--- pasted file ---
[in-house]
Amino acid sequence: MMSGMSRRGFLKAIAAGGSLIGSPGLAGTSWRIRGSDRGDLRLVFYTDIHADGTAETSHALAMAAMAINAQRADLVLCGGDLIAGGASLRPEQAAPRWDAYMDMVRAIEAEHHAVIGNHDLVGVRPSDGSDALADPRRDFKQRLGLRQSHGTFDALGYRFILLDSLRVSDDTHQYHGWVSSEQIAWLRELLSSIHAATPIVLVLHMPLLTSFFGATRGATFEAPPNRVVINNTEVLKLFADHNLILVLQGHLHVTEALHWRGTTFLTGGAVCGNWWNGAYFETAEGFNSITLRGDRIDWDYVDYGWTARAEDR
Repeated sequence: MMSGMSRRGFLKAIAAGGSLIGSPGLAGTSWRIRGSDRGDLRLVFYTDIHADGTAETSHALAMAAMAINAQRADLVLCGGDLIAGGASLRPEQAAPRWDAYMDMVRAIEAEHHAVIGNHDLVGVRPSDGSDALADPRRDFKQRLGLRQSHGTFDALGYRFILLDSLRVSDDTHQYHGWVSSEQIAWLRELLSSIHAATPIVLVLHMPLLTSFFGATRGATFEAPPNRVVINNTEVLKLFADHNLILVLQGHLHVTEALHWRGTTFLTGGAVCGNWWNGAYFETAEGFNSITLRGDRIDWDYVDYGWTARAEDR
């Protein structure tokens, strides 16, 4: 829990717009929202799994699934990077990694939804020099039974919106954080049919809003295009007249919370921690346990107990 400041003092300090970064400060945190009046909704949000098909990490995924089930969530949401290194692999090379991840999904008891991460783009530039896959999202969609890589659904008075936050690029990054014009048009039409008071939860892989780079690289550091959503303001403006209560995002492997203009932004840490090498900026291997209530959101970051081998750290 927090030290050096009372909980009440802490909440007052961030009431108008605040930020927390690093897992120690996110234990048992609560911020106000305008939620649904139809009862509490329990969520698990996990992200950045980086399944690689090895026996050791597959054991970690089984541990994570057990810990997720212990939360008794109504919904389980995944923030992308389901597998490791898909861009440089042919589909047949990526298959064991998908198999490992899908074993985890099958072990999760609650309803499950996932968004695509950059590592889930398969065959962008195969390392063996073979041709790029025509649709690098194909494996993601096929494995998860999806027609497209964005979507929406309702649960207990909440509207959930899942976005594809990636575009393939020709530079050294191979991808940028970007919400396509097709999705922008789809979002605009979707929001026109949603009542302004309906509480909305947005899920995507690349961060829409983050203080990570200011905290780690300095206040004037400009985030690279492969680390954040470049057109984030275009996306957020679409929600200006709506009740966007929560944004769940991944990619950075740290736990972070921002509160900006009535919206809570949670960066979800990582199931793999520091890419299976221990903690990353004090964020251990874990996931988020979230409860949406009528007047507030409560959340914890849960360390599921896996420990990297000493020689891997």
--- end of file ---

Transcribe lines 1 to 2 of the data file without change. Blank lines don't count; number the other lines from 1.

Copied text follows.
[in-house]
Amino acid sequence: MMSGMSRRGFLKAIAAGGSLIGSPGLAGTSWRIRGSDRGDLRLVFYTDIHADGTAETSHALAMAAMAINAQRADLVLCGGDLIAGGASLRPEQAAPRWDAYMDMVRAIEAEHHAVIGNHDLVGVRPSDGSDALADPRRDFKQRLGLRQSHGTFDALGYRFILLDSLRVSDDTHQYHGWVSSEQIAWLRELLSSIHAATPIVLVLHMPLLTSFFGATRGATFEAPPNRVVINNTEVLKLFADHNLILVLQGHLHVTEALHWRGTTFLTGGAVCGNWWNGAYFETAEGFNSITLRGDRIDWDYVDYGWTARAEDR